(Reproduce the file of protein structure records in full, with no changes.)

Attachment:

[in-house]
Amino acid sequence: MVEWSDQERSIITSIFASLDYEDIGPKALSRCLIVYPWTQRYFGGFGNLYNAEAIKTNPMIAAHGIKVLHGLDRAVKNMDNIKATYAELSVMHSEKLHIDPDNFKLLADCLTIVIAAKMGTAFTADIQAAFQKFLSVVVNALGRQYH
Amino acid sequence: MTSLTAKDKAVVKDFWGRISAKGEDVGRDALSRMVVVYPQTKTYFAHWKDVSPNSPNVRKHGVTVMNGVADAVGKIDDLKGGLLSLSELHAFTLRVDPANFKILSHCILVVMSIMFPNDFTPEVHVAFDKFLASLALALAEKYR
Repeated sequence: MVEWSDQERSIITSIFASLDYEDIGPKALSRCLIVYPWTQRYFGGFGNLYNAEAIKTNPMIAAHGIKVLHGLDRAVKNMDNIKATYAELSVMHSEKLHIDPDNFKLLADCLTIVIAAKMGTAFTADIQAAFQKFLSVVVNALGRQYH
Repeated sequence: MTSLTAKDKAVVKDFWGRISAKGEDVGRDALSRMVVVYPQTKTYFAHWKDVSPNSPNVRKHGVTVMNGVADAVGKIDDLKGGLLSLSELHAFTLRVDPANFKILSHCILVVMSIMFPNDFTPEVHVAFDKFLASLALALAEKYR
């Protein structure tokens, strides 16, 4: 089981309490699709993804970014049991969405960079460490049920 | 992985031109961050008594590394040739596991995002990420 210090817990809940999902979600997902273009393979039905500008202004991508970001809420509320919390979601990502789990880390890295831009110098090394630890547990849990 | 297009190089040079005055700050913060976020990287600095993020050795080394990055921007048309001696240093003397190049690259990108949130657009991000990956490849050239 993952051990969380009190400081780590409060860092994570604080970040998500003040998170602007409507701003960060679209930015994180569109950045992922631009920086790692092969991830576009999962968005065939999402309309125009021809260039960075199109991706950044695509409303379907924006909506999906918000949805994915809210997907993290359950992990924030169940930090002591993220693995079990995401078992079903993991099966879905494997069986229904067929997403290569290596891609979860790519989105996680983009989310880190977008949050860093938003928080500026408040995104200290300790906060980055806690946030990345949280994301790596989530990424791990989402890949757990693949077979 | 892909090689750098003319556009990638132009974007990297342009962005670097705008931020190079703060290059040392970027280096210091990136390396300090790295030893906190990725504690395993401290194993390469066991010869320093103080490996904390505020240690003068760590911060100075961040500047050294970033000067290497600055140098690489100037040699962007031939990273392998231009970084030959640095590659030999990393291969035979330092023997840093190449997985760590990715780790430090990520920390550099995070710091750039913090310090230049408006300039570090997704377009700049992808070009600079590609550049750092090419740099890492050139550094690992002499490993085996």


[in-house]
Amino acid sequence: MVEWSDQERSIITSIFASLDYEDIGPKALSRCLIVYPWTQRYFGGFGNLYNAEAIKTNPMIAAHGIKVLHGLDRAVKNMDNIKATYAELSVMHSEKLHIDPDNFKLLADCLTIVIAAKMGTAFTADIQAAFQKFLSVVVNALGRQYH
Amino acid sequence: MTSLTAKDKAVVKDFWGRISAKGEDVGRDALSRMVVVYPQTKTYFAHWKDVSPNSPNVRKHGVTVMNGVADAVGKIDDLKGGLLSLSELHAFTLRVDPANFKILSHCILVVMSIMFPNDFTPEVHVAFDKFLASLALALAEKYR
Repeated sequence: MVEWSDQERSIITSIFASLDYEDIGPKALSRCLIVYPWTQRYFGGFGNLYNAEAIKTNPMIAAHGIKVLHGLDRAVKNMDNIKATYAELSVMHSEKLHIDPDNFKLLADCLTIVIAAKMGTAFTADIQAAFQKFLSVVVNALGRQYH
Repeated sequence: MTSLTAKDKAVVKDFWGRISAKGEDVGRDALSRMVVVYPQTKTYFAHWKDVSPNSPNVRKHGVTVMNGVADAVGKIDDLKGGLLSLSELHAFTLRVDPANFKILSHCILVVMSIMFPNDFTPEVHVAFDKFLASLALALAEKYR
């Protein structure tokens, strides 16, 4: 089981309490699709993804970014049991969405960079460490049920 | 992985031109961050008594590394040739596991995002990420 210090817990809940999902979600997902273009393979039905500008202004991508970001809420509320919390979601990502789990880390890295831009110098090394630890547990849990 | 297009190089040079005055700050913060976020990287600095993020050795080394990055921007048309001696240093003397190049690259990108949130657009991000990956490849050239 993952051990969380009190400081780590409060860092994570604080970040998500003040998170602007409507701003960060679209930015994180569109950045992922631009920086790692092969991830576009999962968005065939999402309309125009021809260039960075199109991706950044695509409303379907924006909506999906918000949805994915809210997907993290359950992990924030169940930090002591993220693995079990995401078992079903993991099966879905494997069986229904067929997403290569290596891609979860790519989105996680983009989310880190977008949050860093938003928080500026408040995104200290300790906060980055806690946030990345949280994301790596989530990424791990989402890949757990693949077979 | 892909090689750098003319556009990638132009974007990297342009962005670097705008931020190079703060290059040392970027280096210091990136390396300090790295030893906190990725504690395993401290194993390469066991010869320093103080490996904390505020240690003068760590911060100075961040500047050294970033000067290497600055140098690489100037040699962007031939990273392998231009970084030959640095590659030999990393291969035979330092023997840093190449997985760590990715780790430090990520920390550099995070710091750039913090310090230049408006300039570090997704377009700049992808070009600079590609550049750092090419740099890492050139550094690992002499490993085996």